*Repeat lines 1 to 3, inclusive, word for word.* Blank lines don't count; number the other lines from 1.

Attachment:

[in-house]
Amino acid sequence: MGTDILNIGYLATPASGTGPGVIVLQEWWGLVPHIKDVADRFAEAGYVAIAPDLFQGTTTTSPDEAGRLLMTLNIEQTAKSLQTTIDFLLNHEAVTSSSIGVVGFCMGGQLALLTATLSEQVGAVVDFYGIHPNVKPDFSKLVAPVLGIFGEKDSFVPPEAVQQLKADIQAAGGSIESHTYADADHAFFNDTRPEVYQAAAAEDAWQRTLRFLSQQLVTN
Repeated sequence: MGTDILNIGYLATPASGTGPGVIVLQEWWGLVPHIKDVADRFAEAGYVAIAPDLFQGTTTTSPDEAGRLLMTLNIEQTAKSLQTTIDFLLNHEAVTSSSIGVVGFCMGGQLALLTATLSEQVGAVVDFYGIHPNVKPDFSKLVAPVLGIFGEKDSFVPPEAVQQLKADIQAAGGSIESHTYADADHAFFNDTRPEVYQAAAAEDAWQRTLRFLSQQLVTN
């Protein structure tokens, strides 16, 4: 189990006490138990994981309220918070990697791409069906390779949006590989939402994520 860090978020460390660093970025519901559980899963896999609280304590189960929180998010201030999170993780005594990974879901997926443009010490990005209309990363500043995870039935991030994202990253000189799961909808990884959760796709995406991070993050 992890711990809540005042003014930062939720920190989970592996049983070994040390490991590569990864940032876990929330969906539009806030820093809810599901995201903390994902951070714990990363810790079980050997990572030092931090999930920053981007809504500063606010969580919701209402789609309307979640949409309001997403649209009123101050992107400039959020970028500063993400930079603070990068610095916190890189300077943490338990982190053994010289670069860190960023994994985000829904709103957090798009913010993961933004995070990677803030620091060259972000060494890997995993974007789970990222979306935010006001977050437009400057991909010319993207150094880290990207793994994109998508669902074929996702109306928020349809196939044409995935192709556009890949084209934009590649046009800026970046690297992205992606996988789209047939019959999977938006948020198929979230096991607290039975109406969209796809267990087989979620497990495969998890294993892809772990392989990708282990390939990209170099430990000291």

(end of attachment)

[in-house]
Amino acid sequence: MGTDILNIGYLATPASGTGPGVIVLQEWWGLVPHIKDVADRFAEAGYVAIAPDLFQGTTTTSPDEAGRLLMTLNIEQTAKSLQTTIDFLLNHEAVTSSSIGVVGFCMGGQLALLTATLSEQVGAVVDFYGIHPNVKPDFSKLVAPVLGIFGEKDSFVPPEAVQQLKADIQAAGGSIESHTYADADHAFFNDTRPEVYQAAAAEDAWQRTLRFLSQQLVTN
Repeated sequence: MGTDILNIGYLATPASGTGPGVIVLQEWWGLVPHIKDVADRFAEAGYVAIAPDLFQGTTTTSPDEAGRLLMTLNIEQTAKSLQTTIDFLLNHEAVTSSSIGVVGFCMGGQLALLTATLSEQVGAVVDFYGIHPNVKPDFSKLVAPVLGIFGEKDSFVPPEAVQQLKADIQAAGGSIESHTYADADHAFFNDTRPEVYQAAAAEDAWQRTLRFLSQQLVTN